With tickets for the legendary Glastonbury Festival going on sale in the next couple of weeks, it’s easy to think that this year’s festival season is well and truly over. Yet the echoes of the brilliant bands that graced the stage at Head for the Hills have barely stopped reverberating around Ramsbottom Cricket Ground. And after another amazing weekend, the chat about the festival is sure to carry on even longer.
Of course, these days the festival season isn’t just about summer and music. The excitement starts as early as January with the Pokerstars Festival in London, and it stretches right through to the endless winter festivals in December, with their sparkling lights and Christmas treats. Whatever time of year it is, there is always festival fun to be had.
Head for the Hills may not quite rival Glasto’s line up, but then it doesn’t come anywhere near their big ticket prices either, with entry from as little as £10. Last year, weekend Glastonbury tickets cost a mighty £238 and they are rumoured to be even higher for 2019, possibly to make up their lost income from taking 2018 off. Add in the cost of camping in the middle of nowhere and it becomes a very expensive weekend indeed. Unlike Rammy Fest (sorry, Head for the Hills), which happens conveniently close to town with everything you need right on your doorstep.
Not that the Head for the Hills 2018 line-up lacked star quality, with the likes of rising rock stars The Slow Readers Club, 90’s indie giants The Bluetones and 2-tone ska legends the Selecter headlining on Friday and Saturday. These were backed by an immense line up of dozens of up and coming acts, local bands and special guests, including many making their festival debut in the smaller stage tent and on t’other stage. And they don’t get much more special than the Boomtown Rats, who headlined Sunday night. Proving that all that globe-trotting altruism hasn’t dulled his razor sharp edge, Bob Geldof summed up the sentiments of the weekend crowd with his heartfelt rendition of their most famous hit of all, I Don’t Like Mondays.
Anyone who has followed the festival as it has grown, will know that big names are nothing new here in Ramsbottom. We have enjoyed the likes of the Levellers, Soul II Soul, The Wonderstuff, The Proclaimers, Fun Lovin Criminals and The Stranglers over the last eight years. Some regular guests, such as Slow Readers Club, have been edging their way up the bill as their careers have taken off.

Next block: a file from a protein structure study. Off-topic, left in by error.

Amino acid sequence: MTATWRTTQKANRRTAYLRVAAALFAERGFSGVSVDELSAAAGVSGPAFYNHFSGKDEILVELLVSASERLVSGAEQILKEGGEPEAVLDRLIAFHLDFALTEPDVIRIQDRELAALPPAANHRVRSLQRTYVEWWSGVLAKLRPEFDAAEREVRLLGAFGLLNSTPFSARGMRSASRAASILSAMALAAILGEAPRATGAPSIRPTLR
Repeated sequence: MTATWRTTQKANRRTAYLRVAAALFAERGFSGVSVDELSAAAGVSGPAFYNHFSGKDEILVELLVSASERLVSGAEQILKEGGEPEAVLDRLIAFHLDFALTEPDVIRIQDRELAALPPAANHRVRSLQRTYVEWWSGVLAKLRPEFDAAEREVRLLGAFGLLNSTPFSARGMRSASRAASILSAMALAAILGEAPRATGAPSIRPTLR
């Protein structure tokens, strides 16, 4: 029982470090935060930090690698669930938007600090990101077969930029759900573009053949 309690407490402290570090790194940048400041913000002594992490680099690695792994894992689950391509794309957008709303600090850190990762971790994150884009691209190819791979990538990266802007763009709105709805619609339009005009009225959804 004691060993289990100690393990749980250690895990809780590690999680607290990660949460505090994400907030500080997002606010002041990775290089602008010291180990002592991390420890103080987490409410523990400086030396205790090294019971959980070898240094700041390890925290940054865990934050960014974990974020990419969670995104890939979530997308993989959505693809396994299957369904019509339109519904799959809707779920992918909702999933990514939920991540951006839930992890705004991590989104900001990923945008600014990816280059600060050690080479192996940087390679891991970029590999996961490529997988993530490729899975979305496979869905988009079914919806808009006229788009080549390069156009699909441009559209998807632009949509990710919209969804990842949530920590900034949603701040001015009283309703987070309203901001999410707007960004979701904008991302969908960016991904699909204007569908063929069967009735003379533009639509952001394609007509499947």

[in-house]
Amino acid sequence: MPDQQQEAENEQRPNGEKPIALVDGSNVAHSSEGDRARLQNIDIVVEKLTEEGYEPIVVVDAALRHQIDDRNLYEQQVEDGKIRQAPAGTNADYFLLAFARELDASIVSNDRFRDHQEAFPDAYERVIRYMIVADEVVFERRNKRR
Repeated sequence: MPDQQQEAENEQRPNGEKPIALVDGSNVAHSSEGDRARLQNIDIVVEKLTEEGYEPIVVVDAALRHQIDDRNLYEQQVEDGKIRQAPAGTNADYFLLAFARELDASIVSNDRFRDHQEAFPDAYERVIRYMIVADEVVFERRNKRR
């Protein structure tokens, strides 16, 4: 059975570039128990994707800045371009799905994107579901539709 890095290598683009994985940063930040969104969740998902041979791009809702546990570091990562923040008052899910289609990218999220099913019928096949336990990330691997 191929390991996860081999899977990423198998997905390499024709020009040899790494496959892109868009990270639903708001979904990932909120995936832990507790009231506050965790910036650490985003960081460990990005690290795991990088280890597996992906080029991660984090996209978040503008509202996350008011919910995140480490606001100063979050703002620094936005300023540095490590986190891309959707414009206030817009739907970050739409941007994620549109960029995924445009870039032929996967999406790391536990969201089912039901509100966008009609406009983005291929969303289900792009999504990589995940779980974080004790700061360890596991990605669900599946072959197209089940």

Despite the big names on stage, Head for the Hills remains pleasingly small scale as festivals go. Which means that you’ll never be stuck standing ten thousand rows from the front, struggling to see through a sea of flags and banners, and you’ll never have to queue for the loo for so long that you miss the band that you came to the festival for in the first place. It may be growing and gaining momentum as it passes its eighth successful year, but Head for the Hills remains a friendly, fun festival that feels very safe. In many ways it is the perfect training ground for little ones, rather than throwing them in the deep end of somewhere like festivals in Leeds or Donnington.
More than just music
Just like its famous South West cousin, Head for the Hills is about much more than just music. Like previous years, 2018 festival goers were treated to an extensive and intriguing arts programme including magicians, circus acts and even ‘live hangman’, as well as everything from art to brass bands. With side shows and tents galore to choose from, there was always something to do while you waited for the next band. Naturally there was plenty of food and drink on offer too, to keep the revellers bouncing, including a range of stalls showcasing local producers and breweries.
A favourite with the fans
As ever, Head for the Hills went down a storm with the crowds, who took to social media to share their enjoyment. “Thank you for putting on such a great festival. Our feet are killing us but we’ll be first in line for tickets for next year!!” said @MrsSmith0510 on the Head for the Hills Twitter stream, while @mikechitty reported he was “Ears ringing. Head sore. But happy!”. I know the feeling! That said, we’ll all be there again, same time next year to do it all again.